Kendrick Lamar’s 2016 Grammys Performance: 'The Blacker The Berry' & 'Alright' | Video Billboard – Billboard

The song ” The Blacker the Berry” by Kendrick Lamar was released in 2015 and featured on his album “To Pimp a Butterfly.”This song was released during a time when immense racial inequality and police brutality were at the spearhead of social consciousness within America. Several events and movements were happening leading up to the release of this song such as the Black Lives Matter Movement in 2013 and protests against several unjust killings of African Americans. This would ultimately lead to national discourse on race and discrimination. Furthermore, this song serves as a powerful commentary on these issues within the context of the hip-hop genre, which at times, can be known for its capacity to address political concerns directly.

“The Blacker the Berry” begins with a poignant critique of racial identity and self-hatred within the Black community. In the first verse at 0:55 Lamar exclaims “I’m the biggest hypocrite of 2015,” alluding to the notion that internalized racism can exist within individuals who belong to marginalized communities. This acknowledgment peels back the reality of how complex racial identity truly is. Societal perceptions and prejudices often stem from one’s skin color, Lamar invites listeners to confront their personal biases and to recognize that confronting self-hatred is an important step to breaking apart systemic racism. 

Kendrick Lamar also elucidates his frustration regarding injustices that the Black community is faced with. He is blunt and assertive when addressing racial profiling, police brutality, and the historical legacy of slavery, the crack epidemic, and discrimination. He exclaims ” You sabotage my community, making a killing” alluding to how the black community has been exploited in various ways for generations. Lamar’s raw emotion highlights the urgency of addressing the harsh reality of these problems.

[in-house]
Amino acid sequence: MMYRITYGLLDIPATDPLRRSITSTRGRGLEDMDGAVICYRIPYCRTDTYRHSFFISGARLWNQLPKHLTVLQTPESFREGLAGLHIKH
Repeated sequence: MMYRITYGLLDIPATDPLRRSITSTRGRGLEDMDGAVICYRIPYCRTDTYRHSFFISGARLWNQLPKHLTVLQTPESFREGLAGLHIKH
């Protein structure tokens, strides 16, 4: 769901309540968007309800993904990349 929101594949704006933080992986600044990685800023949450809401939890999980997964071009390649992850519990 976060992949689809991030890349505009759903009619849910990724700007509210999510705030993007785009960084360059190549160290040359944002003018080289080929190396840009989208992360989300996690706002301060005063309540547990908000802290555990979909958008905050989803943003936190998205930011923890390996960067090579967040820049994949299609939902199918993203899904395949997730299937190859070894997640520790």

Furthermore, Lamar is keen on employing historical context within the song. Frequently referring to slavery stating “How you no see the whip, left scars ‘pon me back”, these references serve as a sharp reminder of the impact of racism throughout American History. Exploring and connecting these past injustices to present-day struggles confronts this history directly and suggests that it is not a distant memory but rather a living force that continues to affect and shape the experiences of the Black community.

In addition to speaking on the Black community as a whole, Lamar speaks on his flaws and contradictions. He confronts the hypocrisy of condemning racism while continuing to partake in negative stereotypes and holding resentment towards other black people. His powerful statement of exclaiming ” So why did I weep when Trayvon Martin was in the street …When gang-banging make me kill a nigga blacker than me? Hypocrite!” adds immense depth to his critique, as it emphasizes the need for personal growth and accountability in this fight against racism and violence.

“The Blacker the Berry ” is not just a song that expresses anger and frustration; it’s a song that is a call for action. Lamar challenges listeners to confront and address systemic racism, discrimination, and prejudices not only in himself but also within society. This song is a thought-provoking journey through race, self-identity, and injustice in America. It may be uncomfortable to listen to these truths regarding racial inequality and discrimination but it is important to consider listeners’ roles in perpetuating or changing these oppressive systems. Kendrick Lamar uses his platform to highlight the pressing issues of before his time as well as his current ones.